The following blog post, unless otherwise noted, was written by a member of Gamasutra’s community.
The thoughts and opinions expressed are those of the writer and not Gamasutra or its parent company.
Here at Appstori, we are delighted to pen our inaugural column in Gamasutra. What a great community to be a part of!
Over the past year, my co-founder Michael and I have dedicated ourselves to understanding the needs of mobile app developers across multiple verticals, including gaming. We've learned a few things along the way and believe that the market is on the cusp of positive and dramatic change.
Lots of themes, but a few observations that are worth highlighting:
- The mobile market is complex and growing: a picture is worth a thousand words. Check out this infographic from Luma Partners that attempts to capture the mobile app
- The mobile gaming market is REAL: this sounds a bit trite, but it's a powerful statement. Many verticals in mobile are still trying to find out how to make money, or develop a business model that's rational. Mobile gaming is ahead of the curve, and has proven to be one of the few mobile apps categories that consumers will gladly pay for if the experience delights.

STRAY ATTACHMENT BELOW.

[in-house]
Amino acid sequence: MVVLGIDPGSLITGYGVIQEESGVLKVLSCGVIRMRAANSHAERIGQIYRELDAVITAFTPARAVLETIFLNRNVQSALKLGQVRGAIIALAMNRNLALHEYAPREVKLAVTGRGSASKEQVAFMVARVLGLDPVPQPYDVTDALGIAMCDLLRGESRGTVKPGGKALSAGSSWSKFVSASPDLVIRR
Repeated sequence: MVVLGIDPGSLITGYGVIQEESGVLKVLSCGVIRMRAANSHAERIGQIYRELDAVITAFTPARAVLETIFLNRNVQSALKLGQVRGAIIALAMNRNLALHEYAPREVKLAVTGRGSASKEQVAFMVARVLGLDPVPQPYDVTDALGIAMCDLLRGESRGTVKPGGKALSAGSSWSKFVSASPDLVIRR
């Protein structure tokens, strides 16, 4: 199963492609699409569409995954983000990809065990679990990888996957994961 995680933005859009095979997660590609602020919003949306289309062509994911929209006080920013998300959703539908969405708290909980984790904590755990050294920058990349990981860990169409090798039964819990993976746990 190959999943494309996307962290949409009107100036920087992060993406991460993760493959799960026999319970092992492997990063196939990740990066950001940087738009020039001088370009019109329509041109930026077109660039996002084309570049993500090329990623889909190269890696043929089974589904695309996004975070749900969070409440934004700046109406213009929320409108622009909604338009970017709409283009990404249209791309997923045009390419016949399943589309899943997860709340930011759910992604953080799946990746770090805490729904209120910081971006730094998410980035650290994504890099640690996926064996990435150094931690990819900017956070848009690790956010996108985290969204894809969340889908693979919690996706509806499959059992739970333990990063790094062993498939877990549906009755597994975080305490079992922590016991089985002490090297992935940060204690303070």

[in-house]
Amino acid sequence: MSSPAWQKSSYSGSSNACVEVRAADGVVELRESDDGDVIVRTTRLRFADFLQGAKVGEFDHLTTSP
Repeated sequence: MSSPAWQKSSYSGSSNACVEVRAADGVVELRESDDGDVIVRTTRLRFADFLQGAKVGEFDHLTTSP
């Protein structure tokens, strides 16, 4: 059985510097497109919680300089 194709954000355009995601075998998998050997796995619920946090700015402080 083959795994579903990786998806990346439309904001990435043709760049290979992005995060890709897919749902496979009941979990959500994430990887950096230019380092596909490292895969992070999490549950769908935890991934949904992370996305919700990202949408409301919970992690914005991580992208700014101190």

- App discovery still remains a huge challenge: lots of great products competing against each other for mindshare means that it's challenging and potentially quite expensive to break through the clutter. Too much power is concentrated in the hands of too few, which is part of the problem. However, we're beginning to see some interesting initiatives brewing that may shift the landscape a little.
- Traditional funding is in short supply: most indie developers don't have easy access to capital until they get to a certain size. It's challenging to get to that size, unless you have a little time, money and luck on your side. In mobile app development, funding is a bit of a "chicken and egg" problem, and one that becomes more acute when studios can be outspent by hundreds of thousands of dollars.
Consumers will play an even greater role in bringing great games to market: the app stores kind of remind me of the old television networks when only three networks were around. Of course, then came cable TV and choice. Mobile gaming is ripe for new channels and business models to emerge to put more power back into the hand of the consumer.
Over the coming weeks, and months, we look forward to tackling these industry issues and open[ing] a forum for discussion to see how they can best be addressed. Of course, we've got a few of our own ideas :) We also look forward to highlighting mobile gaming projects that are creative, innovative and persistent in their pursuit to develop and market great games.